Fascinated by the inner forces that influence human attitudes and behavior, I’ve spent years trying to understand archetypes. Nobody can describe them with any certainty because they are deeply unconscious. However, there are many theories based on research and careful observation of human nature. My perspective is based on Jungian psychology. Like Jung, I think of the […]
Once I read about a horse that lived in the same pasture for over 30 years, eating the same old tired grass, trying to find shade in the noonday heat under the same scrawny tree.
A government can only be as balanced and wise, just and caring as its people. Lenin’s goal of replacing monarchy with socialism was a well-intended but misguided attempt to incorporate the Queen’s ethic of shared authority into social governance. Unfortunately, neither the Russian nor Chinese revolution effectuated this ideal.
The ethical impeccability of the Sovereign archetype is not easily won or highly developed in everyone. A passion for justice, caring, equality, honesty, and morally responsible behavior are functions of experience, education, psychological maturity, economic security, and a “religious” attitude of reverence for the miracle and mystery of life. These qualities are rare in individuals who’ve endured persistent abuse and agonizing struggles for love, safety and survival.
During this post-election time in America it is fitting that we honor the King and Queen archetypes, rulers of the social domain. I dedicate the next several posts to them.
Many who are fascinated with the psyche have tried to draw clear boundaries around the archetypes. I’ve worked on this for years in search of a framework that could help me understand myself, and I’m passing on what I’ve learned because it’s been useful; however, nobody knows for sure how closely our descriptions fit reality. In truth, it’s not possible to fully understand.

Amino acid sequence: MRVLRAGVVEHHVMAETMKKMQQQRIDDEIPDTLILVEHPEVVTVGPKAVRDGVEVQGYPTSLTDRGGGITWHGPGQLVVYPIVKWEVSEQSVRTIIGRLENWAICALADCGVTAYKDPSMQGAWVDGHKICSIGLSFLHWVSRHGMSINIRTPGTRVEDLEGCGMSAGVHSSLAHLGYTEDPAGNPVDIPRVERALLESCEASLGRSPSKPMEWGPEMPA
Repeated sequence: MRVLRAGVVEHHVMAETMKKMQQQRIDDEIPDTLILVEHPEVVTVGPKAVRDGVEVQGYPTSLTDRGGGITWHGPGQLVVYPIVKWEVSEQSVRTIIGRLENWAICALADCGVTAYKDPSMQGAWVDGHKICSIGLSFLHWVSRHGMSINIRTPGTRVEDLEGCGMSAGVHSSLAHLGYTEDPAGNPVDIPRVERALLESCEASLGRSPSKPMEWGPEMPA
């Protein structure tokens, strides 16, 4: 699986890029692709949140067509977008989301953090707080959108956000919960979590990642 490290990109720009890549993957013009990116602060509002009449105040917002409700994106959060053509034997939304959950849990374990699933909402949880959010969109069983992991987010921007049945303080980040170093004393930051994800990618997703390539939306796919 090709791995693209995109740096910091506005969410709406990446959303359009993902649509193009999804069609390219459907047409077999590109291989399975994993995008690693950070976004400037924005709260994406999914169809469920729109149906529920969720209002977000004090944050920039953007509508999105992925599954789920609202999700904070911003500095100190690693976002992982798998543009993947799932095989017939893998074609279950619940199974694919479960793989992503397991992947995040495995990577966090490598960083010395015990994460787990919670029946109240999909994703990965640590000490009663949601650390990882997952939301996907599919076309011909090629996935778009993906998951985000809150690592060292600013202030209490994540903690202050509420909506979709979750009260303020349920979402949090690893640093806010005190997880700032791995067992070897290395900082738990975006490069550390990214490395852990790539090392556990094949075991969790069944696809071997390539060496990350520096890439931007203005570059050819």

Many of us have felt our spirits quicken through glimpses of something ineffable in the mist beyond normal awareness and longed to pursue it. But habitual assumptions are not easy to overcome. Moreover, the daily demands of life are so compelling that we usually defer our journey into the deeply alluring recesses of the forest until another day.
So many natural phenomena support a bipolar view of life that the number two has come to symbolize a very important reality: the opposition and conflict that initiates all development and leads to equilibrium. The creative tension of two-ness pertains to both the outer and inner life.
Nobody can describe the archetypes with any certainty because they are deeply unconscious. However, there are many theories based on research and careful observation of human nature. Mine is largely based on Jungian psychology.
As a young married woman I was utterly captivated by the film, Blume in Love, for reasons I didn’t understand. The same thing had happened three years earlier when I read my all-time favorite book: The Magus, by John Fowles. Why did I find it so incredibly fascinating? Did it have anything in common with Blume in Love, or were these just random coincidences? I didn’t know then. Forty years later, I do.